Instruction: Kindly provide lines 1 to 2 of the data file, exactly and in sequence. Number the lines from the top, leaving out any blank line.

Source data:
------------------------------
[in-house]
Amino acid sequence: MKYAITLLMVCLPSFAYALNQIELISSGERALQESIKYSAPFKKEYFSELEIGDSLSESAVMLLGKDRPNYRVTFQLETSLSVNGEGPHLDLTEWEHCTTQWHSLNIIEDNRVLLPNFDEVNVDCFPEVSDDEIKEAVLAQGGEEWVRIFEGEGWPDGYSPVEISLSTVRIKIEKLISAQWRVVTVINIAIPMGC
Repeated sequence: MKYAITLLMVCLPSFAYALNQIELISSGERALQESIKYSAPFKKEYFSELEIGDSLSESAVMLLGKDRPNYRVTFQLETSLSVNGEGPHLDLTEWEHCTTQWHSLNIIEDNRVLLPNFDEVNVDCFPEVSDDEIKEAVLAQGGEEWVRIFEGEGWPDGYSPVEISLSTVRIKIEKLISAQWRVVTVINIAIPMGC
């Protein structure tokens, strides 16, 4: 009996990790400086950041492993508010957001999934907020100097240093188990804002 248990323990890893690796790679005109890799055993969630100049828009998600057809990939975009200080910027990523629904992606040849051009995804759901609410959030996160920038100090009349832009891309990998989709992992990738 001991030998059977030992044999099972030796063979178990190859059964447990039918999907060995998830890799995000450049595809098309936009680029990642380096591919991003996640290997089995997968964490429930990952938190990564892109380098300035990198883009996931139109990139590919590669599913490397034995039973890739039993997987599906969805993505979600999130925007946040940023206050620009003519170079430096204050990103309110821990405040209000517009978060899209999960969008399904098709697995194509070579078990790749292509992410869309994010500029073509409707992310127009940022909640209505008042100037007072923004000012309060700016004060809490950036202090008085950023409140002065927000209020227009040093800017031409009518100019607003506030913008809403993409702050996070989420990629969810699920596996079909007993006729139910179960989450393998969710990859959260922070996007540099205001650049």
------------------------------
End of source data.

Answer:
[in-house]
Amino acid sequence: MKYAITLLMVCLPSFAYALNQIELISSGERALQESIKYSAPFKKEYFSELEIGDSLSESAVMLLGKDRPNYRVTFQLETSLSVNGEGPHLDLTEWEHCTTQWHSLNIIEDNRVLLPNFDEVNVDCFPEVSDDEIKEAVLAQGGEEWVRIFEGEGWPDGYSPVEISLSTVRIKIEKLISAQWRVVTVINIAIPMGC